The sporting task is no more difficult than Lance Klusener’s role as the head coach of Afghanistan, as he tries to plan a World Cup journey with a team 12,000 kilometers away.
In an ideal situation, Cruzena and his team have prepared their first match of the T20 World Cup on October 25 in the United Arab Emirates.
On the contrary, the former South African all-around player is at his home near Durban, and most of the players are participating in a low-key training camp. The country is still dealing with the Taliban’s takeover.
“We plan to camp for at least one month (in the UAE), but we are still waiting for visas, so this will not happen. We will get there as soon as possible,” Cruzena said Agence France-Presse.
Coaching Afghanistan before the Taliban took control was not easy, but it became more difficult. Since the regime change, the series with Pakistan has been postponed and the country’s professional T20 championship has been cancelled.
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The headquarters of the Afghan Cricket Committee has already felt the influence of the Taliban, and a new chairman and chief executive have taken office.
A major issue with Afghanistan’s status as a full member of the International Criminal Court is the demise of the country’s women’s cricket sport.
Since his appointment two years ago, the 50-year-old Klusener has been to Kabul “about six times” under different weather conditions.
“A few days before we closed, I came back from Kabul. I think (Taliban takeover) will always happen, but its speed catches everyone by surprise. This is how the country works. As a sport, we can’t do anything for people except to use It or solve it.
“We had a very good training camp, which lasted about two and a half weeks. The stadium was very good at that time of the year. The weather was very extreme. I had been there in the middle of winter, and those stadiums were knee-jerk. Deep in the snow.”
He has not yet spoken with the new person in charge, but said that his understanding is that the Taliban “are all about promoting and supporting cricket. In all respects, they are very happy that we can continue and are very supportive.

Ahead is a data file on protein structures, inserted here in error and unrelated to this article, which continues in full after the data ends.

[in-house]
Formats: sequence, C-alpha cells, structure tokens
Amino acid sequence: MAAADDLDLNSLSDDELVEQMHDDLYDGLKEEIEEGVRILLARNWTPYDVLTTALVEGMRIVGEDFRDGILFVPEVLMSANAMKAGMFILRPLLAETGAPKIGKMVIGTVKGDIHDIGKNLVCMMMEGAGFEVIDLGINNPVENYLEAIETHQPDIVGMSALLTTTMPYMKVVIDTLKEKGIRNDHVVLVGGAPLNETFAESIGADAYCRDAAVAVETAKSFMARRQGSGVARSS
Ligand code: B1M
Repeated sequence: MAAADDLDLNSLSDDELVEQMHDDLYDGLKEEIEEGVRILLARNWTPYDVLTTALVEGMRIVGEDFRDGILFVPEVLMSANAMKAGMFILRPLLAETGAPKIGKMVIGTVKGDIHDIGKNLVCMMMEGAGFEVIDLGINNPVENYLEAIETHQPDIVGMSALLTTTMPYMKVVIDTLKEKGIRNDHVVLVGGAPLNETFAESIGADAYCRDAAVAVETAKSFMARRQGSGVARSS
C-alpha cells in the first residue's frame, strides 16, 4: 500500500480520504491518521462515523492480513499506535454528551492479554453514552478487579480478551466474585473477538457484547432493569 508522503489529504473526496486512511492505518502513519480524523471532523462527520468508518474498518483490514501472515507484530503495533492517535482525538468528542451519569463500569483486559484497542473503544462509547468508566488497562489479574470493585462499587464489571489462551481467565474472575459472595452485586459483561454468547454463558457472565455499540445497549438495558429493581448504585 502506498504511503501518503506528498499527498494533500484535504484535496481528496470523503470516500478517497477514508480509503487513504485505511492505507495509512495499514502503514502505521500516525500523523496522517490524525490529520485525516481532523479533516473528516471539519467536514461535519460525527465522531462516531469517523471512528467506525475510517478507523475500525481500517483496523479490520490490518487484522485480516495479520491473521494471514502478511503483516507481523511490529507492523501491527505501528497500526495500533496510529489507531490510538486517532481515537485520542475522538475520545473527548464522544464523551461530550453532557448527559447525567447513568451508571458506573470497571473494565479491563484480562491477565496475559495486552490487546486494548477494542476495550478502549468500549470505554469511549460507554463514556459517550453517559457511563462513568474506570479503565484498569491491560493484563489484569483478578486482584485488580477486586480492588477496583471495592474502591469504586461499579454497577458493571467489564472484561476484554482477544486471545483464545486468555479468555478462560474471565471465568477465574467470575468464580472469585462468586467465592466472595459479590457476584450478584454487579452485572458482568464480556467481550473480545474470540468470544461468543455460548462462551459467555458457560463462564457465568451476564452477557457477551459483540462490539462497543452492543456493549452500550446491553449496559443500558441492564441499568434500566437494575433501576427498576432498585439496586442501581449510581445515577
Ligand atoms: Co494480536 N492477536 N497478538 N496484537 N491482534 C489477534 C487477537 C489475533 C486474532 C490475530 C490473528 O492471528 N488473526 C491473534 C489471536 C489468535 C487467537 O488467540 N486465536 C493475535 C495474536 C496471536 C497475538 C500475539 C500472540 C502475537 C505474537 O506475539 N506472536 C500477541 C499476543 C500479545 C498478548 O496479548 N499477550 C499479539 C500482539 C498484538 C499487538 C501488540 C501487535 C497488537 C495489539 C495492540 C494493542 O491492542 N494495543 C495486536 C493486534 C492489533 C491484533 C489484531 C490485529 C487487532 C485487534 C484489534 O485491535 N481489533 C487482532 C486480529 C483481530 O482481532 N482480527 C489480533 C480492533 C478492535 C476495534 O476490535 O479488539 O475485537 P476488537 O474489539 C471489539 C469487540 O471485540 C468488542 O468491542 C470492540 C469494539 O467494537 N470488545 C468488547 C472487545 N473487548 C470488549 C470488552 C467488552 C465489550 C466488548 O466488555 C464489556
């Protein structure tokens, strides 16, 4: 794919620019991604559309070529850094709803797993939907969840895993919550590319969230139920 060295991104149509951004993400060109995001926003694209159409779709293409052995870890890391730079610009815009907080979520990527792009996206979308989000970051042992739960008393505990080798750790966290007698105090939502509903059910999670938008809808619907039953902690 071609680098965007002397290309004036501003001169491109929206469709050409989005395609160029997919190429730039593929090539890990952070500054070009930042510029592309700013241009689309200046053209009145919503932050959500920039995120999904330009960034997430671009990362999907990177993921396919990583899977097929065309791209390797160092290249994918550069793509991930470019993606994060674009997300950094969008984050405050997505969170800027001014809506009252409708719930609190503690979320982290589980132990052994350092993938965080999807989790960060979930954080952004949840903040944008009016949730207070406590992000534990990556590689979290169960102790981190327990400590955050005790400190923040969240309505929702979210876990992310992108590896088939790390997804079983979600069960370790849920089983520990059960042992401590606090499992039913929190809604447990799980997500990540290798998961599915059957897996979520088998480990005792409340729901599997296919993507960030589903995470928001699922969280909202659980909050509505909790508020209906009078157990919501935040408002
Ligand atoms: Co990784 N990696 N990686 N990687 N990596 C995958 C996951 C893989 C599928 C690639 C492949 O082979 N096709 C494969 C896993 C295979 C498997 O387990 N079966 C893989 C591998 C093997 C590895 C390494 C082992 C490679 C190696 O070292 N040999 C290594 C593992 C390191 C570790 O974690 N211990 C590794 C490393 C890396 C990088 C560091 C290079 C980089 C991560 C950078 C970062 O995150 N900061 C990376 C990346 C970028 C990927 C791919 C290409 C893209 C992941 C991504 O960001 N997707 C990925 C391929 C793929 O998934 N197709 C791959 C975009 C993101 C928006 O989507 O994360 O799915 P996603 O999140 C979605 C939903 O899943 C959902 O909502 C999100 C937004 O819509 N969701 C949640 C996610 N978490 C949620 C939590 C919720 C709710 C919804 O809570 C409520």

“For the country and the people, this is a huge change. It will take a while for everyone to gain a foothold.”
While this is happening, Cruzena-who has participated in 49 tests and 171 ODIs for South Africa-is focusing on the daily challenges of his work.
“Unfortunately, we always play away games,” he said.
“Putting Covid into it is a logistical battle. Our last match was against Zimbabwe (in Abu Dhabi) in March.
“We are very lucky, we have a lot of people participating in the T20 league in different places,” Cruzena said.
Eight of the 15-man World Cup teams in Afghanistan have experience playing professional T20 cricket in other countries. They are led by the country’s “big three” Rashid Khan, Mujibu Ul Rahman and Mohamed Nabi. Participating in IPL in the UAE.
All three are spin bowlers.
“I think we have the best spin attack in the world,” Klusener said.
“We will ask any team we participate in, especially if there is a little opportunity available.
“Our biggest challenge is to get enough runs on the board. This is our focus, trying to make sure that if we hit the ball first, we will get something competitive.”
One thing Klusener doesn’t worry about is the change of captain.
Rashid Khan resigned because he was not consulted on the selection issue and Nabi was appointed to replace him.
Cruzena said he did not think there would be any tension between the two players.
“Nabi has a great head on his shoulders. He is very calm. All the senior players work very well together. He is one of those who thrive on responsibility. I think it will allow him to perform. The best level.”